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Re: prakR^iti and karma
Subject: Re: prakR^iti and karma
From: firstname.lastname@example.org (Kunal Singh)
Date: 31 May 1996 21:53:06 GMT
In-Reply-To: email@example.com's message of Tue, 28 May 1996 17:03:10 GMT
Organization: Union Bank of Switzerland, New York site
In article <ghenDs4KpB.En2@netcom.com> firstname.lastname@example.org (Dhruba Chakravarti) writes:
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God has said that prakR^iti, using the three guNas (sattva, rajas and
tamas SBG 14.5) is the real doer of actions, man only thinks that he is
doing the works for his ego-sense (ahaMkAra) (SBG 3.27, 13.29) and the
realization of this fact is necessary. But prakR^iti alone does not have
guNas, we, the created beings have another type of guNa, that which
constitute our svabhAva. The svabhava-guNa is inherited from one birth to
another and God has said that the svabhAva-guNas generate the karma
appropriate to our varnas (18.41). The prakR^iti-guNas (sattva, rajas,
To make the distinction between svabhava guna and the guna in Prakrti
as two separate entities is illogical. If elements within Prakrti
demonstrate certain gunas then we naturally fall into the same
category. The use of svabhava guna has been used by Vaishnavas to
justify castism for a very long time by tying the persistent nature of
the svabhava guna to birth in a lower or higher caste. The
introduction of the svabhava guna as distinct from the gunas in
Prakrti are not supported by Shaivism -- note that the discussion of
the svabhava gunas does not come during the chapters of Samkhya and
Yoga in the Bhagavad Gita.
The later discussions in the Bhagavad Gita supporting bhakti yoga
comprises the Vaishnav theory of salvation. What is illogical about
the theory is that determinism and personal responsibility cannot be
mixed. If you say that God is in absolute control then there is no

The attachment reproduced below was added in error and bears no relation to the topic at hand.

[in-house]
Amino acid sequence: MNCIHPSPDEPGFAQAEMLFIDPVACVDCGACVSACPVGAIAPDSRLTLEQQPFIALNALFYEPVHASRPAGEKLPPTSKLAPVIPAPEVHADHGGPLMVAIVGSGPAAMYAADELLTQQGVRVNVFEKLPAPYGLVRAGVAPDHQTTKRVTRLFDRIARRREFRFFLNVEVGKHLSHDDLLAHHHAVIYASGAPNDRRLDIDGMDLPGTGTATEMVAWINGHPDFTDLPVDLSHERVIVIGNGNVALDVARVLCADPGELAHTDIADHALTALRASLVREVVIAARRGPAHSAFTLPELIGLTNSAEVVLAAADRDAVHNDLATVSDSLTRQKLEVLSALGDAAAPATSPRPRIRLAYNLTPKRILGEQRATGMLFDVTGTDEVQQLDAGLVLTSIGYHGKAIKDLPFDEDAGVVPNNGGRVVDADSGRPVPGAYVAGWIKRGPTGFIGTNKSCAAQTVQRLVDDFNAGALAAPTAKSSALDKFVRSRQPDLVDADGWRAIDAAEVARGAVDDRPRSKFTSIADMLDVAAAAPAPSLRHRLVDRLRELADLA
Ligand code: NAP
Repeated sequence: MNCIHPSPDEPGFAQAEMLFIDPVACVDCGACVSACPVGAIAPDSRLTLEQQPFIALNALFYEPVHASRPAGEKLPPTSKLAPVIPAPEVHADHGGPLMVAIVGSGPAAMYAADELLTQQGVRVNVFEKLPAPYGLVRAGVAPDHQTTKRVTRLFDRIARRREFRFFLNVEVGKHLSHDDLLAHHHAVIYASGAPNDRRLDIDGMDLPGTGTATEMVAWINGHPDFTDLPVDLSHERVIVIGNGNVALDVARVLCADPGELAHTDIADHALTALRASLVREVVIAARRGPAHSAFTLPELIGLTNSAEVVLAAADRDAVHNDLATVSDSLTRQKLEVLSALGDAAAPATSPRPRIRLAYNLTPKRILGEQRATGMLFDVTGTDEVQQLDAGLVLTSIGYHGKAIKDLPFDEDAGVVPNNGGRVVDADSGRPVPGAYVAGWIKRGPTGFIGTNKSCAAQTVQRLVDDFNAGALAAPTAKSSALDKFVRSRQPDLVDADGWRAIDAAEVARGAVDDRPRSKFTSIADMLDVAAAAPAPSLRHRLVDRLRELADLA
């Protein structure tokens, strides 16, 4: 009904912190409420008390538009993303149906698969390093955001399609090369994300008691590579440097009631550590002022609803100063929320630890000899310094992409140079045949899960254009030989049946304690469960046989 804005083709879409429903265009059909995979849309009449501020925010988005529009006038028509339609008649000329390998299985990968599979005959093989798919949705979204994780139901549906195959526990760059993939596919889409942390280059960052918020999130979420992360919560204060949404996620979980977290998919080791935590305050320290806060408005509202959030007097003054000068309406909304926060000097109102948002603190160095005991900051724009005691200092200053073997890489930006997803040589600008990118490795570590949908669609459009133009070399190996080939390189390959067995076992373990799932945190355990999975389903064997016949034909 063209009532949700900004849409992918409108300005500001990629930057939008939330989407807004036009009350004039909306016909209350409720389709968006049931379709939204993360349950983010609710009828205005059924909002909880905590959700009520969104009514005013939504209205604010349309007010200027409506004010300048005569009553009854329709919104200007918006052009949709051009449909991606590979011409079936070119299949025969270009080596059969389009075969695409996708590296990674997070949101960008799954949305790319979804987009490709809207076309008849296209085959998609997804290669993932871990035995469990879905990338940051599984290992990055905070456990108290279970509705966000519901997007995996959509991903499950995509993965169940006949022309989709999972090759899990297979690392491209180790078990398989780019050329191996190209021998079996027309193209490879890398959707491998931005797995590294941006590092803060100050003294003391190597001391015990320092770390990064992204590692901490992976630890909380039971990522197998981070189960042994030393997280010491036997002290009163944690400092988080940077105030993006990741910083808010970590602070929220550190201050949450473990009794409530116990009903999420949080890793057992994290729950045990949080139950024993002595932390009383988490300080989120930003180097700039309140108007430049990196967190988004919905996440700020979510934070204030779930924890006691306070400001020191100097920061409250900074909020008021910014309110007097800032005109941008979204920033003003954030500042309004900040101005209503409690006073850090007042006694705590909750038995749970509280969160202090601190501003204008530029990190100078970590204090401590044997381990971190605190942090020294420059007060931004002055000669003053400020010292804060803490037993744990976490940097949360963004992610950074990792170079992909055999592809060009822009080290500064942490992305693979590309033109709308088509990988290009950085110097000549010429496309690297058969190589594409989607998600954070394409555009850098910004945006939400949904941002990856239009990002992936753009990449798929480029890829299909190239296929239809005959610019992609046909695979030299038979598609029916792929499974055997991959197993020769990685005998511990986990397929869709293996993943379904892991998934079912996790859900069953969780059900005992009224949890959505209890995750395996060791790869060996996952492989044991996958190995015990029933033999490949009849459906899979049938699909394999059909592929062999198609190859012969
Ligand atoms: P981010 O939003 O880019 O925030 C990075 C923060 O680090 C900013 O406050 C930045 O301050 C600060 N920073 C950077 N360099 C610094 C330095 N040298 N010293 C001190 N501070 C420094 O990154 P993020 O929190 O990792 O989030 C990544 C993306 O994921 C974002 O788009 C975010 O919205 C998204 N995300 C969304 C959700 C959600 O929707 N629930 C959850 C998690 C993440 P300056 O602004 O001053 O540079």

such thing as personal responsibility, all is determined by destiny.
Whatever effects your karma have, occur in the realm of Prakrti and
their effects do not go beyond that. Your responsibility for "your"
actions as your "ahamkar" would have you believe ends with "you having
suffered the effects of your actions" within Prakrti. However, the
svabhava guna enables the Vaisnavas to keep track of their "sin/good
deed" accounts. Indeed Vaisnavas seemed to have been better
accountants than philosophers.
Gunas as described in Prakrti are considered necessary for Prakrti to
function and no guna is considered inferior or superior to another.
Indeed there is never a time when one can become free from such gunas.
Vishnu himself is described as tamsik within and satvik outwardsly.
What that basically means is that though things appear to be preserved
(constant) on the outside, there is nothing that does not undergo
change. So while a person looks quite the same one second after the
last time you have seen him, he has indeed changed within. Within the
context of Prakrti the three gunas simply describe material flow from
any particular perspective (what you consider to be destruction may
actually be viewed as creation by someone else).
So what is the purpose of the svabhava guna ? Simply to again enable
a judgemental mentality by attributing responsibility for a man's
karma beyond his own lifetime, perhaps beyond even Prakrti. But the
flaw becomes apparent as one reads the later verses of the Gita.
People who are so born of an inferior "svabhava" as opposed to a
superior "svabhava" are basically damned to hell. Because once you
declare someone as having an inferior "svabhava" in a deterministic
world which does not allow for personal control, its a one way trip to
hell. Because your "svabhava" is inferior, you will incur more and
more sin and will just sink further and further on the caste/species
chain. This again makes the system linear, the good guys go to
heaven, the bad guys go to hell and is thus subject to all sorts of
weaknesses. In other words, it sucks!